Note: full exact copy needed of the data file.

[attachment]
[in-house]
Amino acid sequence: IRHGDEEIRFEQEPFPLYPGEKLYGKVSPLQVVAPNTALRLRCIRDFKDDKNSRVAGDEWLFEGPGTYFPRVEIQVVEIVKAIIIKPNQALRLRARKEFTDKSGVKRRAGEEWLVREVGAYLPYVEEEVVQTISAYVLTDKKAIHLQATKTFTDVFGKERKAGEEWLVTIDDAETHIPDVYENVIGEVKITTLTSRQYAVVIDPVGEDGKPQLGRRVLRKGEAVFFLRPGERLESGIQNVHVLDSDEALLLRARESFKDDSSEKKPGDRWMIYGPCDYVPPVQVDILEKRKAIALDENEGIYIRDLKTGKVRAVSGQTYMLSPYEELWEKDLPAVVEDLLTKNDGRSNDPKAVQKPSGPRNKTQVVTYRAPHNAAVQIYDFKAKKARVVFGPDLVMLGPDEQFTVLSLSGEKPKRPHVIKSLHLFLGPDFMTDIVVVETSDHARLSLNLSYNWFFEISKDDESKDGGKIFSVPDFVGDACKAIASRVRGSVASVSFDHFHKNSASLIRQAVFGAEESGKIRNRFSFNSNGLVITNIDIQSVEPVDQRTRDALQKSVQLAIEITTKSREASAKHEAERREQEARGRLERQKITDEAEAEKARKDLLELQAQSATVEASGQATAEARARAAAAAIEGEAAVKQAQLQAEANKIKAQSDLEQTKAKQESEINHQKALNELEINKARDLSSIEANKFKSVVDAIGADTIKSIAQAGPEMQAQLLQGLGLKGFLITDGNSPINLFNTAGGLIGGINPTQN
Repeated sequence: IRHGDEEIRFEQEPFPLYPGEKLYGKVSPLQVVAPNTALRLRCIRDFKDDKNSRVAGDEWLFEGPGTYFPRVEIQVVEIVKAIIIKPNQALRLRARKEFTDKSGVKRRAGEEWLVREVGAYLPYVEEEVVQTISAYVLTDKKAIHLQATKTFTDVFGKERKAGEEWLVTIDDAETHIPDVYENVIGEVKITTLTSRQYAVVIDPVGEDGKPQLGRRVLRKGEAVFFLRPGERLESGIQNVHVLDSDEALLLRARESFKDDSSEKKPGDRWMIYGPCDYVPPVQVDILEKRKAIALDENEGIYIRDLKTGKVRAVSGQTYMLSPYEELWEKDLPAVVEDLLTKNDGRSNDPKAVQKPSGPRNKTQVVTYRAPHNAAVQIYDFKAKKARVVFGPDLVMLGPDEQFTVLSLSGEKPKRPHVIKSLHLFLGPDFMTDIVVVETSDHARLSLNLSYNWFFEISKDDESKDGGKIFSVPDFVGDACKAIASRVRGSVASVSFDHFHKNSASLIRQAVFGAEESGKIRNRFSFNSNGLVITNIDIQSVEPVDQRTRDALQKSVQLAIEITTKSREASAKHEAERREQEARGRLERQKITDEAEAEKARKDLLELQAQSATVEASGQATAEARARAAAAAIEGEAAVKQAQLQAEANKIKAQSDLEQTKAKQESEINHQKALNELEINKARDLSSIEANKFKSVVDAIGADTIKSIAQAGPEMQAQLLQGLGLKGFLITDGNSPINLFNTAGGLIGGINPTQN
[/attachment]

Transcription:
[in-house]
Amino acid sequence: IRHGDEEIRFEQEPFPLYPGEKLYGKVSPLQVVAPNTALRLRCIRDFKDDKNSRVAGDEWLFEGPGTYFPRVEIQVVEIVKAIIIKPNQALRLRARKEFTDKSGVKRRAGEEWLVREVGAYLPYVEEEVVQTISAYVLTDKKAIHLQATKTFTDVFGKERKAGEEWLVTIDDAETHIPDVYENVIGEVKITTLTSRQYAVVIDPVGEDGKPQLGRRVLRKGEAVFFLRPGERLESGIQNVHVLDSDEALLLRARESFKDDSSEKKPGDRWMIYGPCDYVPPVQVDILEKRKAIALDENEGIYIRDLKTGKVRAVSGQTYMLSPYEELWEKDLPAVVEDLLTKNDGRSNDPKAVQKPSGPRNKTQVVTYRAPHNAAVQIYDFKAKKARVVFGPDLVMLGPDEQFTVLSLSGEKPKRPHVIKSLHLFLGPDFMTDIVVVETSDHARLSLNLSYNWFFEISKDDESKDGGKIFSVPDFVGDACKAIASRVRGSVASVSFDHFHKNSASLIRQAVFGAEESGKIRNRFSFNSNGLVITNIDIQSVEPVDQRTRDALQKSVQLAIEITTKSREASAKHEAERREQEARGRLERQKITDEAEAEKARKDLLELQAQSATVEASGQATAEARARAAAAAIEGEAAVKQAQLQAEANKIKAQSDLEQTKAKQESEINHQKALNELEINKARDLSSIEANKFKSVVDAIGADTIKSIAQAGPEMQAQLLQGLGLKGFLITDGNSPINLFNTAGGLIGGINPTQN
Repeated sequence: IRHGDEEIRFEQEPFPLYPGEKLYGKVSPLQVVAPNTALRLRCIRDFKDDKNSRVAGDEWLFEGPGTYFPRVEIQVVEIVKAIIIKPNQALRLRARKEFTDKSGVKRRAGEEWLVREVGAYLPYVEEEVVQTISAYVLTDKKAIHLQATKTFTDVFGKERKAGEEWLVTIDDAETHIPDVYENVIGEVKITTLTSRQYAVVIDPVGEDGKPQLGRRVLRKGEAVFFLRPGERLESGIQNVHVLDSDEALLLRARESFKDDSSEKKPGDRWMIYGPCDYVPPVQVDILEKRKAIALDENEGIYIRDLKTGKVRAVSGQTYMLSPYEELWEKDLPAVVEDLLTKNDGRSNDPKAVQKPSGPRNKTQVVTYRAPHNAAVQIYDFKAKKARVVFGPDLVMLGPDEQFTVLSLSGEKPKRPHVIKSLHLFLGPDFMTDIVVVETSDHARLSLNLSYNWFFEISKDDESKDGGKIFSVPDFVGDACKAIASRVRGSVASVSFDHFHKNSASLIRQAVFGAEESGKIRNRFSFNSNGLVITNIDIQSVEPVDQRTRDALQKSVQLAIEITTKSREASAKHEAERREQEARGRLERQKITDEAEAEKARKDLLELQAQSATVEASGQATAEARARAAAAAIEGEAAVKQAQLQAEANKIKAQSDLEQTKAKQESEINHQKALNELEINKARDLSSIEANKFKSVVDAIGADTIKSIAQAGPEMQAQLLQGLGLKGFLITDGNSPINLFNTAGGLIGGINPTQN